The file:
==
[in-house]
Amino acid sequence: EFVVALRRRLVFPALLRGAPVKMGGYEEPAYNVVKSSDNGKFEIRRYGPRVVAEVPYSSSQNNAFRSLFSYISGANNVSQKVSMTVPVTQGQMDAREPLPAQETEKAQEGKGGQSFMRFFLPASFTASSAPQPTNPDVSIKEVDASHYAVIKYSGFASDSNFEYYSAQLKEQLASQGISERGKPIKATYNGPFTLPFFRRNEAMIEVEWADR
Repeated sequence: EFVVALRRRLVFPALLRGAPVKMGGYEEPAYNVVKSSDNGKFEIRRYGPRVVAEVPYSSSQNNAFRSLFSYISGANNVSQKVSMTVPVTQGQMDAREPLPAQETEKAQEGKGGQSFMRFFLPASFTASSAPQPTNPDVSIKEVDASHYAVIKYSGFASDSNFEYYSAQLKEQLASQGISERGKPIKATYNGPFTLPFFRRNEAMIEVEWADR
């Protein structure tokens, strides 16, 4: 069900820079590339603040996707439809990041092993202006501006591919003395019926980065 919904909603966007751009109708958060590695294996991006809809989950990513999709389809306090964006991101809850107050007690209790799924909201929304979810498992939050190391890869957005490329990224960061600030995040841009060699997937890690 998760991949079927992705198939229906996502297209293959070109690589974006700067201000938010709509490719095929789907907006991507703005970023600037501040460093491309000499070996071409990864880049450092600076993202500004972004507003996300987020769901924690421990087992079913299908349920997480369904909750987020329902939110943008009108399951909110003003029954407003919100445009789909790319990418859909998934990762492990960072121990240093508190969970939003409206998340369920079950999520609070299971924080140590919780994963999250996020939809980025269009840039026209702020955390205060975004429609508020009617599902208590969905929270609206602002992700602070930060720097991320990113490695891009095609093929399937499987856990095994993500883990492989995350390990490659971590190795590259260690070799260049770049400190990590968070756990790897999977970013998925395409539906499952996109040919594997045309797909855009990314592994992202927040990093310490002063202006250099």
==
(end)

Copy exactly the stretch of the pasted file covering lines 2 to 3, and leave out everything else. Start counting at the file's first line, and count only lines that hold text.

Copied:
Amino acid sequence: EFVVALRRRLVFPALLRGAPVKMGGYEEPAYNVVKSSDNGKFEIRRYGPRVVAEVPYSSSQNNAFRSLFSYISGANNVSQKVSMTVPVTQGQMDAREPLPAQETEKAQEGKGGQSFMRFFLPASFTASSAPQPTNPDVSIKEVDASHYAVIKYSGFASDSNFEYYSAQLKEQLASQGISERGKPIKATYNGPFTLPFFRRNEAMIEVEWADR
Repeated sequence: EFVVALRRRLVFPALLRGAPVKMGGYEEPAYNVVKSSDNGKFEIRRYGPRVVAEVPYSSSQNNAFRSLFSYISGANNVSQKVSMTVPVTQGQMDAREPLPAQETEKAQEGKGGQSFMRFFLPASFTASSAPQPTNPDVSIKEVDASHYAVIKYSGFASDSNFEYYSAQLKEQLASQGISERGKPIKATYNGPFTLPFFRRNEAMIEVEWADR